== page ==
The BBC printed a photo of a men's restroom at a Sochi Olympics site on Tuesday, and it has many people "all-a-twitter" with amusement. The picture in question is the bathroom facilities at the Biathlon Center.
Steve Rosenberg, the Moscow correspondent for the BBC tweeted the photo, and it was picked up by a number of people, including the Russian opposition leader, Alexei Navalny.
Mr Navalny apparently tweeted an inquiry, asking just how the $50 billion had been spent. He then retweeted the photo, commenting, "This is a men's toilet in a Sochi Olympics media centre for 1.5bn roubles ($45 million)."
Another blogger wrote, "Two toilets - 28,000 roubles. Olympic media centre - 1.5bn roubles. Global embarrassment - priceless."
There were comments over the one roll of toilet paper on the wall between the toilets, leaving one commenter to suggest grabbing a handful of paper might be prudent before sitting down.
The Olympic Biathlon Center was completed two years ago, with investments from Gazprom, Russia's state gas company. It is considered the world's biggest and most comfortable type of building of its kind, according to a Gazprom company representative.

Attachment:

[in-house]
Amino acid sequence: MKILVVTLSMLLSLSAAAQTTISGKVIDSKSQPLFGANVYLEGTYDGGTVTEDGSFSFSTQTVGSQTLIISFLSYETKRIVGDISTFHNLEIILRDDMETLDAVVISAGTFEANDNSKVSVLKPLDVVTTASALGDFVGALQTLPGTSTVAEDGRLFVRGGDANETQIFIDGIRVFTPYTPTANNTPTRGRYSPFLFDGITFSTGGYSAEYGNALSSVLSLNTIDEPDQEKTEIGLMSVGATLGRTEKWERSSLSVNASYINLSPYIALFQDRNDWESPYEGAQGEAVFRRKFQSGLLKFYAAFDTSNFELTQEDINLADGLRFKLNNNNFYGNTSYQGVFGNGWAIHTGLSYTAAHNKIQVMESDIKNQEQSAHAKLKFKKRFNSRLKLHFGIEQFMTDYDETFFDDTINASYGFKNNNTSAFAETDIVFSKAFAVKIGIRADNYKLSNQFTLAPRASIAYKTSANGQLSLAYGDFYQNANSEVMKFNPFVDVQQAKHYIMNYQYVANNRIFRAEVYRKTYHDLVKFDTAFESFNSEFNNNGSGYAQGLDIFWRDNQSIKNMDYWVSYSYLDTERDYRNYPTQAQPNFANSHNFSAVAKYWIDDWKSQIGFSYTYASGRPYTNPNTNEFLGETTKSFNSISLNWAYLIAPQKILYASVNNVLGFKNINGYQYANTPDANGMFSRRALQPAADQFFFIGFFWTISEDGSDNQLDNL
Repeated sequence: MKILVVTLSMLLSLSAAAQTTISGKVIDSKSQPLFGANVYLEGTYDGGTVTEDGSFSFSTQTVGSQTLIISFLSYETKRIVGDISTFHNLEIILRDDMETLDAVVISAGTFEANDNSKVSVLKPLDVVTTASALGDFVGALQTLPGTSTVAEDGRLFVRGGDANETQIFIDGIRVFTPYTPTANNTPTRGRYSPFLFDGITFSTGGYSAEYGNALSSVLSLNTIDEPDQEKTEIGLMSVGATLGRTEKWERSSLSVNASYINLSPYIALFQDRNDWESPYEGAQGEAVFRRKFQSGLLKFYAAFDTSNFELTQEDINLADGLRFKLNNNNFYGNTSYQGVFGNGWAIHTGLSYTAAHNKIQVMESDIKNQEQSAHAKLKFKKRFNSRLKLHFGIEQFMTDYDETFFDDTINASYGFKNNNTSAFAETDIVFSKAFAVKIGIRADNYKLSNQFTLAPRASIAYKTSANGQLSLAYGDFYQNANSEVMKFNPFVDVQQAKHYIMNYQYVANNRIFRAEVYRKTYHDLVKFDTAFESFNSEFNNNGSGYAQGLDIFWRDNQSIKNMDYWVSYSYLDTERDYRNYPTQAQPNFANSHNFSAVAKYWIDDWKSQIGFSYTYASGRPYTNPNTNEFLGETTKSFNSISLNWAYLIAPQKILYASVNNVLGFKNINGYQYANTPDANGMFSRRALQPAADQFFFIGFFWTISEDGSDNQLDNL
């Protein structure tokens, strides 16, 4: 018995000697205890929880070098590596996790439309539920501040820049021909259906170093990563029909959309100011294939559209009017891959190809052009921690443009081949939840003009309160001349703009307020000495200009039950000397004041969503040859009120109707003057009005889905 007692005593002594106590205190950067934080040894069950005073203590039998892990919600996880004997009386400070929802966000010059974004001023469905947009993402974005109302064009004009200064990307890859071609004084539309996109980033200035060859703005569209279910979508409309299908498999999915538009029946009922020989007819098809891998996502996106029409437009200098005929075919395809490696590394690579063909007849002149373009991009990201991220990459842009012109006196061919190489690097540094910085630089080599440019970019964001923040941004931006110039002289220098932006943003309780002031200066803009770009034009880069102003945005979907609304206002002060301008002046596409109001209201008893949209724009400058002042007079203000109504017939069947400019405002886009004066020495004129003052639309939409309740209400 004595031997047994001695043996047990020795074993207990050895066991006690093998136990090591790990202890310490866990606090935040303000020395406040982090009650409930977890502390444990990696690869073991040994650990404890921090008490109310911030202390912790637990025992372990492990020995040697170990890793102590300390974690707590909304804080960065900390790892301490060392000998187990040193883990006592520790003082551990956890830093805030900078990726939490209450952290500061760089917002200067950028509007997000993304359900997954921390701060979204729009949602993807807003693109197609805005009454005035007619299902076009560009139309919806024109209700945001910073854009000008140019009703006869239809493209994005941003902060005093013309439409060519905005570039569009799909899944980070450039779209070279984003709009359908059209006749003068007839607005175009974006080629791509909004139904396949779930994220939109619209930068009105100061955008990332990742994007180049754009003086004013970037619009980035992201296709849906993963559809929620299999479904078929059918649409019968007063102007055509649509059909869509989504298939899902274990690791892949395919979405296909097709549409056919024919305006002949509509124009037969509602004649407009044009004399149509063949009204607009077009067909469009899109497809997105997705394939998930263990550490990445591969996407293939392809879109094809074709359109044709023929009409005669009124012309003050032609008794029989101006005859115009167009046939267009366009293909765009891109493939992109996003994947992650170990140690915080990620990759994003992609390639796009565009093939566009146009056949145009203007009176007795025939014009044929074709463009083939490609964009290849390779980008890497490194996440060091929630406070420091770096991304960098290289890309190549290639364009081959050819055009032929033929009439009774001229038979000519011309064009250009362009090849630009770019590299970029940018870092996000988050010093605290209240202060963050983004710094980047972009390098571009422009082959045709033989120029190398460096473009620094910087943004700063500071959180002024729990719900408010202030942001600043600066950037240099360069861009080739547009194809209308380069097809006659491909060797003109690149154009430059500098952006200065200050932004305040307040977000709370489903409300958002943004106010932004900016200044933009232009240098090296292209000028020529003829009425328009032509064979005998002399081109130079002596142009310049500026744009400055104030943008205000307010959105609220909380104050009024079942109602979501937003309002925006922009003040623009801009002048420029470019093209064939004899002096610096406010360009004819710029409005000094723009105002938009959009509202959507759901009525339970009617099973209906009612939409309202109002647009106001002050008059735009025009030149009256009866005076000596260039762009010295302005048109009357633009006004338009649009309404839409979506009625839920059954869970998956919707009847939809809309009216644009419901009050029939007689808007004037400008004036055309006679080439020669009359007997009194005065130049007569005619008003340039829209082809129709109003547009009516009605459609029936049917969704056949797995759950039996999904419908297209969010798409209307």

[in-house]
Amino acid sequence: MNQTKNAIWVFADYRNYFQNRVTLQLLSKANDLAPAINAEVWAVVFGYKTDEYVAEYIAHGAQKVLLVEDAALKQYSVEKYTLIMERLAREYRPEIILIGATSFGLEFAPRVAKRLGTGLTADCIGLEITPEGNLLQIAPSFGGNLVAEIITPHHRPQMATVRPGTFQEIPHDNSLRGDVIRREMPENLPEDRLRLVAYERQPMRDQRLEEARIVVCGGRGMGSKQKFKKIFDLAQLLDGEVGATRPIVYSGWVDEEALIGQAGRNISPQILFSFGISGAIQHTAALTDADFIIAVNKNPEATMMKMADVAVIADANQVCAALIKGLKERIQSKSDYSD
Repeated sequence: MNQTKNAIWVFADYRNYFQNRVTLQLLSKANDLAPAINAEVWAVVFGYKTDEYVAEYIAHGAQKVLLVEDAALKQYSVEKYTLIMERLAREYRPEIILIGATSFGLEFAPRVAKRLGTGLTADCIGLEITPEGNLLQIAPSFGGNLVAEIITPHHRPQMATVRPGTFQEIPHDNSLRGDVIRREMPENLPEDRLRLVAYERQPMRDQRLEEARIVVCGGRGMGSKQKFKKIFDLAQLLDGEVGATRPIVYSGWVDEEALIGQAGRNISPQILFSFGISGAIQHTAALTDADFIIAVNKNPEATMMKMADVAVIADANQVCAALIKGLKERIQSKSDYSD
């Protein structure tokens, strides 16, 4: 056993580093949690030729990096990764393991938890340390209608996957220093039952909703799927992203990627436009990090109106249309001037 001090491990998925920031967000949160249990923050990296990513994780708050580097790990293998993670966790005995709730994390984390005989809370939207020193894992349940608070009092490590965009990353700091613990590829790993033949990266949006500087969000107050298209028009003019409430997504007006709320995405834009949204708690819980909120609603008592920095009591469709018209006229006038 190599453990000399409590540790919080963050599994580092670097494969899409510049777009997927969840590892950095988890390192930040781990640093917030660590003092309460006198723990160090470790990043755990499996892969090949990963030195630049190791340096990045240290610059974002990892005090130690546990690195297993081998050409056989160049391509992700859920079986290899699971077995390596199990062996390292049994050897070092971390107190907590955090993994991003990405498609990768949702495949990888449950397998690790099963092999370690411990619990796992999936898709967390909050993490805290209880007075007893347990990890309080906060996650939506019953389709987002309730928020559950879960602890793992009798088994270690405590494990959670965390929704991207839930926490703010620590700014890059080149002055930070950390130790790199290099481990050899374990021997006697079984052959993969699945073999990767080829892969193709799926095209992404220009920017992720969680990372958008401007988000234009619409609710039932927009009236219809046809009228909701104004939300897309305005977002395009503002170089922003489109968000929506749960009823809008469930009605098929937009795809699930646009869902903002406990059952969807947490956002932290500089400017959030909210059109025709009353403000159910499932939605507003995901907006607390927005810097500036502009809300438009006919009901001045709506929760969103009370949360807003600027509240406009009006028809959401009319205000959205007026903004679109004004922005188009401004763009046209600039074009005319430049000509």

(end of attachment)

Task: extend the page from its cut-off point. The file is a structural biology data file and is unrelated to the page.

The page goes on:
The sight of twin toilet facilities may be unusual in European parts of the Russian Federation, but it is not unknown. Travelers to Russia and other parts of Eastern Europe will find the facilities are different than what is seen in the U.S. and in Western Europe.
While modern, well-appointed facilities will be found in well-populated places, old-style and sometimes primitive toilet facilities can still be found in Russia and many of the former soviet countries. This is nothing more than a cultural thing, and it even goes so far as to dictating the extent of the separation of the toilet facilities.
Many restrooms in Eastern Europe, like those in train stations and large shopping malls have pay toilets. Visitors should always carry some change in the country's currency, as using the facilities only cost a few cents. But it is always better to bring your own toilet paper, because a roll of toilet paper is often not available.